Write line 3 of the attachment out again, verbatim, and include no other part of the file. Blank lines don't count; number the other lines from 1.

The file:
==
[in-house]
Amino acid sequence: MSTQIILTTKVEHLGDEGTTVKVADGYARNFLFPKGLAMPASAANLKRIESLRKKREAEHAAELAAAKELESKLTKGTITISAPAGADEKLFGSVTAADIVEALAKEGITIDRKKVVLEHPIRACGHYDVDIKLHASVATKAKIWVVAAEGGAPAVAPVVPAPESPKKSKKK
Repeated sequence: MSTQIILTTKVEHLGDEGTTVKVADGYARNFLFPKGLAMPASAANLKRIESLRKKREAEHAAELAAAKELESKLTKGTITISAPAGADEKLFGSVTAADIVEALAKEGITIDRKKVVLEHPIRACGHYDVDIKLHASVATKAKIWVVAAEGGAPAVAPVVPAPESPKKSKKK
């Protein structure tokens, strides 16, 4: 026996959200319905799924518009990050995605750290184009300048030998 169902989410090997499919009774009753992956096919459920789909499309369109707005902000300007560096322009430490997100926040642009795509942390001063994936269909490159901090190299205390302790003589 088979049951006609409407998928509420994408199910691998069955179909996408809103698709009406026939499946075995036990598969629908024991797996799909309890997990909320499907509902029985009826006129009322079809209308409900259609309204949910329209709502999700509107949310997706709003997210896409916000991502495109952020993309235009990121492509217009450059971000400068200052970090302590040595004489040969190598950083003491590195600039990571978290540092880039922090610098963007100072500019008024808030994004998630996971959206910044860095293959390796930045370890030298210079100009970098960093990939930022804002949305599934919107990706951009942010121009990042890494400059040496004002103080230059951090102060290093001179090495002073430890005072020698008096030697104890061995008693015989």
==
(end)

Repeated sequence: MSTQIILTTKVEHLGDEGTTVKVADGYARNFLFPKGLAMPASAANLKRIESLRKKREAEHAAELAAAKELESKLTKGTITISAPAGADEKLFGSVTAADIVEALAKEGITIDRKKVVLEHPIRACGHYDVDIKLHASVATKAKIWVVAAEGGAPAVAPVVPAPESPKKSKKK